Oxford University Press (1995)

David G. Stern
University of Iowa
Drawing on ten years of research on the unpublished Wittgenstein papers, Stern investigates what motivated Wittgenstein's philosophical writing and casts new light on the Tractatus and Philosophical Investigations. The book is an exposition of Wittgenstein's early conception of the nature of representation and how his later revision and criticism of that work led to a radically different way of looking at mind and language. It also explains how the unpublished manuscripts and typescripts were put together and why they often provide better evidence of the development of his ideas than can be found in his published writing. In doing so, the book traces the development of a number of central themes in Wittgenstein's philosophy, including his conception of philosophical method, the picture theory of meaning, the limits of language, the application of language to experience, his treatment of private language, and what he called the "flow of life." Arguing that Wittgenstein's views are often much more simple (and more radical) than we have been led to believe, Wittgenstein on Mind and Language provides an overview of the development of Wittgenstein's philosophy and brings to light aspects of his philosophy that have been almost universally neglected.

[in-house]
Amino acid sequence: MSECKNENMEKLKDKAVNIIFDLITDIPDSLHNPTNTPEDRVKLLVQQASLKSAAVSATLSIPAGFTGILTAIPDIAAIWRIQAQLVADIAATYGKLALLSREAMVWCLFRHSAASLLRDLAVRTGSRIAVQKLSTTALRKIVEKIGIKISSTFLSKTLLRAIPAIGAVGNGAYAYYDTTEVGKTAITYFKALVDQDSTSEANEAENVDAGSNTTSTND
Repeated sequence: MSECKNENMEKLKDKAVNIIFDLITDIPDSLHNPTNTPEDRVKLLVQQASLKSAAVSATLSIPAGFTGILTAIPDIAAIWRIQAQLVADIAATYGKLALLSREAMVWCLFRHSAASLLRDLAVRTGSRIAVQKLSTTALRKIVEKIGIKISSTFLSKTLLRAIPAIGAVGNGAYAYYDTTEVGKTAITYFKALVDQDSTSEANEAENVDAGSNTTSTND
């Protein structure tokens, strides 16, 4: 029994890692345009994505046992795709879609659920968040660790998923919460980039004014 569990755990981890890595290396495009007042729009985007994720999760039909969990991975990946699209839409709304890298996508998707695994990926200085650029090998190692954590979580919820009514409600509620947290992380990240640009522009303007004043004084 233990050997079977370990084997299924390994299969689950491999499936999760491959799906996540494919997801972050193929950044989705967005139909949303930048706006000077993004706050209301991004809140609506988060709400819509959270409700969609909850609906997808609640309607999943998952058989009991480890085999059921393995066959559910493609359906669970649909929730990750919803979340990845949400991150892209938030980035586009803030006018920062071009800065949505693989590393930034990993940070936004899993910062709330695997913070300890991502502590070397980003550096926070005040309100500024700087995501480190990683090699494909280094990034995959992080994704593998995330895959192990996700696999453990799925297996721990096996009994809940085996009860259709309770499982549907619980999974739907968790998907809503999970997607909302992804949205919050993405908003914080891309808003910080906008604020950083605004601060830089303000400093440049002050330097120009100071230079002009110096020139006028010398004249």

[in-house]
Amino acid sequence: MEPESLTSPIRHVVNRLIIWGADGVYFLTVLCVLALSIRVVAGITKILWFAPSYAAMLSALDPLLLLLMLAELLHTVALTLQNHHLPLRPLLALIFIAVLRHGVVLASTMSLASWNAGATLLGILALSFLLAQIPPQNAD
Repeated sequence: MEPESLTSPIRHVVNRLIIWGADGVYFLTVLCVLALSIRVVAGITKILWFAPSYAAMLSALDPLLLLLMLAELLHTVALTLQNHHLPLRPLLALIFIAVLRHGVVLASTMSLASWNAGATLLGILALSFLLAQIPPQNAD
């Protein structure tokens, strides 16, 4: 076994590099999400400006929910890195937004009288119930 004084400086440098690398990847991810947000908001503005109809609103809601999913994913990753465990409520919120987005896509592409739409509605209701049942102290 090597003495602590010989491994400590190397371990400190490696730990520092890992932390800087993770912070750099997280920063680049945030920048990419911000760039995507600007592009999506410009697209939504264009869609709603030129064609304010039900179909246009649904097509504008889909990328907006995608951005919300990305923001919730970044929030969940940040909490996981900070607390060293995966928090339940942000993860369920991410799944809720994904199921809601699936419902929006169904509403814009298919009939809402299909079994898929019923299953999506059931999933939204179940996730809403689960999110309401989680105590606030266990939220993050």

Keywords Philosophy of mind History  Language and languages History
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Reprint years 1996, 1997
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Call number B3376.W564.S876 1995
ISBN(s) 0195080009   9780195080001   9780195111477   0195111478
DOI 10.1093/mind/105.419.506
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Subjectivity and the Elusiveness of the Self.Robert J. Howell - 2010 - Canadian Journal of Philosophy 40 (3):459-483.

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